Person sitting at desk with headphones on

Rental Trends: What Renters Like, Love, and Can’t Live Without, NMHC, and Grace Hill Dig into Renter's Desires and Deal-Breakers

It’s a renter’s world; we’re just living in it. At least, that’s the guiding principle for a recent webinar hosted by, to dive deep into what residents look for in a rental unit — everything from “would be nice” to “can’t live without.”

The premise of the webinar, created in collaboration with Grace Hill Inc. and the National Multi-Housing Council (NMHC), is that in the rental industry, residents drive the market. They vote with their wallets and their moving trucks. Deliver what they want, and the community prospers. Failing to deliver what they want is a recipe for high turnover, empty units, and operational losses.

The panel consisted of Jagan Arumugham, Senior Director and Head of Analytics & Data Science at CoStar Group, Margette Hepfner, COO of Residential Management at Lincoln Property Company, Sarah Yaussi, Vice President of Business Strategy at NMHC, and Katie Jeffirs, Senior Survey Team Manager at Grace Hill, Inc.

This panel of industry insiders parsed through responses to renter surveys. The data ranged from thought-provoking to hilarious. Probably the most comical stat: 70% of survey respondents reported that they would only rent at a property with an on-site fitness center … but only 40% of the respondents reported using the fitness center.

New Year's Resolutions aside, Hepfner indicated that having free weights in the gym seems to be the biggest driver of resident buying temperature, followed by cardio equipment. Whether or not the residents actually use those amenities, they help close leases.

“It’s important to ask the renters what they want,” Hepfner said. “Pickleball might be popular in one place but not another.”

Versatility and Flexibility Rise to the Top

Other interesting data included the breakdown of overall property style — 57% of renters wanted an apartment, while 23% were interested in a townhouse and 19% in a single-family rental home. Housing supply continues to be a critical issue and is expected to remain that way for the foreseeable future.

The post-pandemic era has also seen an influx of interest in flexibility and versatility. People expect to live, work, and play in their homes, so it must serve all those functions. Since many more people can work remotely, they are more likely to be enticed by arrangements that allow for desk space or a private home office.

Nearly two-thirds of renters wanted a “flex” space in their rental. With the average apartment being just 800 square feet, which means efficient use of home organization is crucial, including modular closet storage and careful consideration of the purpose of every inch.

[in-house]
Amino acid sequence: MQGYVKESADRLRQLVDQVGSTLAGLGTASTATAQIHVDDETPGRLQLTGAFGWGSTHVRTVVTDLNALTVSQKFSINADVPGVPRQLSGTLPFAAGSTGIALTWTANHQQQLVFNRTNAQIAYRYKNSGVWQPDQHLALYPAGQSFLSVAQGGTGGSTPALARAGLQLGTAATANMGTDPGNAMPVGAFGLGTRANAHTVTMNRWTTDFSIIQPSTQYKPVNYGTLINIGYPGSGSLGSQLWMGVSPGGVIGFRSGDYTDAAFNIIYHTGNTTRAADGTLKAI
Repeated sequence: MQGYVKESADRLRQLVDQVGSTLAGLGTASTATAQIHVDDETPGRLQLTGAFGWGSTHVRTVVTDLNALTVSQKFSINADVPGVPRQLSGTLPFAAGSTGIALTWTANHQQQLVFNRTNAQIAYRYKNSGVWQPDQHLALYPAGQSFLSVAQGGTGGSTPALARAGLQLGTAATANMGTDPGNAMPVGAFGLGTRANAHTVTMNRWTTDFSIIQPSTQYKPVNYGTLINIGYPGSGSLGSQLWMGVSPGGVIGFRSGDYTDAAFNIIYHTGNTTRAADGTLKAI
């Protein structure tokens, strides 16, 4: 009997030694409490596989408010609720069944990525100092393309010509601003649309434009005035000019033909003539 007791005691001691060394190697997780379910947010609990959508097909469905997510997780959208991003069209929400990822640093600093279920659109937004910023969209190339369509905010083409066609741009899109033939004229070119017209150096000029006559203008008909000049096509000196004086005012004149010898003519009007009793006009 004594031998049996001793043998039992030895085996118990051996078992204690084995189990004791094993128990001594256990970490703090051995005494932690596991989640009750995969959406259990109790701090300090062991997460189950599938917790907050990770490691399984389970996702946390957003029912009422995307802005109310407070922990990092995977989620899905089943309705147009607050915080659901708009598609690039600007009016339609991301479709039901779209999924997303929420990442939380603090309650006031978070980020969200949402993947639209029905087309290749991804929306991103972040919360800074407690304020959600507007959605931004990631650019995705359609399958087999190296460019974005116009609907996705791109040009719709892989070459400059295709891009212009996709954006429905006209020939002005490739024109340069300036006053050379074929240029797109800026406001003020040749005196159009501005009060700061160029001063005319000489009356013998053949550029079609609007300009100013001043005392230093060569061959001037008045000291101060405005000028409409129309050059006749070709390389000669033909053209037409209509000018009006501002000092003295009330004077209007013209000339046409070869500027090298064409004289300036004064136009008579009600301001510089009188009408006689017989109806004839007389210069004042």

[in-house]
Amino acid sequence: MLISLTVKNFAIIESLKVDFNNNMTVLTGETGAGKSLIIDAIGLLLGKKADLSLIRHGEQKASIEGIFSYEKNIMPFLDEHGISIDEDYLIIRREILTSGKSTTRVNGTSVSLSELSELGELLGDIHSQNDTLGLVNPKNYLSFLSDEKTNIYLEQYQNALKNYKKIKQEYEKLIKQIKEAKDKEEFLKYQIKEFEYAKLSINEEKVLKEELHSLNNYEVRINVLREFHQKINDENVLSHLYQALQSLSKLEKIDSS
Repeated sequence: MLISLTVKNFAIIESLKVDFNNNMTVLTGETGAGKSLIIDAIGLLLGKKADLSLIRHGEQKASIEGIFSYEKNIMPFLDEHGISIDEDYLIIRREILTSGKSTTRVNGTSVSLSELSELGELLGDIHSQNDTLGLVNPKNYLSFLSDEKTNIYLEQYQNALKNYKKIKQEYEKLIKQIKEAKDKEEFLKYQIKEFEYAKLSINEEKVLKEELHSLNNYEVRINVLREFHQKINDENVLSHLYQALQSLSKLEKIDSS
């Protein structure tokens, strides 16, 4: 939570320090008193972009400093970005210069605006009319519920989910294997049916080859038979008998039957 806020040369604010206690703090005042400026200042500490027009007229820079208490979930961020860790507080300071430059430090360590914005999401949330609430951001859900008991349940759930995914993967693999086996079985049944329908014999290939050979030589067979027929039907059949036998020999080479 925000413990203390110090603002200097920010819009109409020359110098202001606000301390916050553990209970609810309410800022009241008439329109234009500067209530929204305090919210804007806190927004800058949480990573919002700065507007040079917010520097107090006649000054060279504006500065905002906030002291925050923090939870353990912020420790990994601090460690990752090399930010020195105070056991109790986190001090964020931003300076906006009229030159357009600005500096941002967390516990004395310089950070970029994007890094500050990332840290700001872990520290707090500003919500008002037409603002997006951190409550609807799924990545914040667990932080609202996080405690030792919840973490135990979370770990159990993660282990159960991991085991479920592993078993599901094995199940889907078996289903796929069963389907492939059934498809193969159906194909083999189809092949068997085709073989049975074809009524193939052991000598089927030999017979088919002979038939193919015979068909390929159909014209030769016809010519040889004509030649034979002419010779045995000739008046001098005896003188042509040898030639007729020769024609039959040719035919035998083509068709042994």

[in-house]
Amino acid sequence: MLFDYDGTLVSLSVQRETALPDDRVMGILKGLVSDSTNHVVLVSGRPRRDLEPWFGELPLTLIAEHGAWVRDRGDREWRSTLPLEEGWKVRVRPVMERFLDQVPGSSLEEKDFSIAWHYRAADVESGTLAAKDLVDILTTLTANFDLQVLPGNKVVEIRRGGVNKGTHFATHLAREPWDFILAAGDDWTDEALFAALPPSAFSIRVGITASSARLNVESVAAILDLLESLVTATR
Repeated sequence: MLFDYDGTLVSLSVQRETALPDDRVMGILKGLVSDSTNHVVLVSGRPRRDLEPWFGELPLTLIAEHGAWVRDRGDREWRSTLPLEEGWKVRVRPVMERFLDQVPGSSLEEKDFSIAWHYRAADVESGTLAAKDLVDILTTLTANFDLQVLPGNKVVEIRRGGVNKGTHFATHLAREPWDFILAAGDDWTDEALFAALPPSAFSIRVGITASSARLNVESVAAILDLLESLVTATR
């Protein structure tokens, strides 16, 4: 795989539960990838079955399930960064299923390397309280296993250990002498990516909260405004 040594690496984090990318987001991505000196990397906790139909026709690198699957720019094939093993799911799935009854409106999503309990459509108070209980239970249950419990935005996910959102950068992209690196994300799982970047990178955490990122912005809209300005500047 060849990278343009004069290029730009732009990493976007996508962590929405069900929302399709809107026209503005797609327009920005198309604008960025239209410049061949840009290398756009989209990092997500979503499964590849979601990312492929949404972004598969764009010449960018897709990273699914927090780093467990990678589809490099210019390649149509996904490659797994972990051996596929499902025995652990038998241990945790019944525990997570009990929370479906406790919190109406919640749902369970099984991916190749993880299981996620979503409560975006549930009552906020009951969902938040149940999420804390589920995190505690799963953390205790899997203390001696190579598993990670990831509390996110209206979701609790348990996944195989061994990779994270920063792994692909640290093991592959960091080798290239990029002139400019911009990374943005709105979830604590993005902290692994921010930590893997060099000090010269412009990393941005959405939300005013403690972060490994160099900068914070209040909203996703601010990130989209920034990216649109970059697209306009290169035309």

“If you can make it more functional, you can keep them longer and reduce the need for new residents,” Yassi said.

Net, Pets, and Smart Thermostats

Pets still drive renting decisions, with one-third of respondents reporting having a pet and 70% of those pets being dogs. 77% of those respondents indicated that breed restrictions didn’t concern them, although Hepfner noted a move away from weight and breed restrictions in the industry.

Internet and cell phone connectivity remain a deal-breaker. 90% of survey respondents indicated that they would not rent a unit with bad cellular or internet service. Yaussi added, “one-third of respondents said that they are gaming daily. That’s a lot of bandwidth. This is a priority area for operators.”

Finally, renters showed an interest in smart-home technology with the potential to add convenience and cost-savings to their living experience. Smart thermostats led the way with 70% of respondents desiring or requiring them. Sensor technology to help save water and detect leaks followed close behind at 67%. Hepfer noted that owners and operators have welcomed smart home tech by using it to monitor and improve building safety and efficiency:

“More important to us is wanting to know what is the overall health of the building from a valuation perspective? Are our onsite people able to view a dashboard for occupied and vacant units to monitor utility usage, etc., and to prevent damage or other things that we wouldn’t have known about otherwise? This gives a better understanding of our buildings so we can make better decisions about operating more efficiently.”

“What renters want” will understandably be a topic of keen interest for rental industry insiders who want to create value and prosper by giving renters what they want. In this survey, renters have spoken volumes, and the industry is listening.

To learn more about the latest renter trends, watch the full Apartmentology webinar on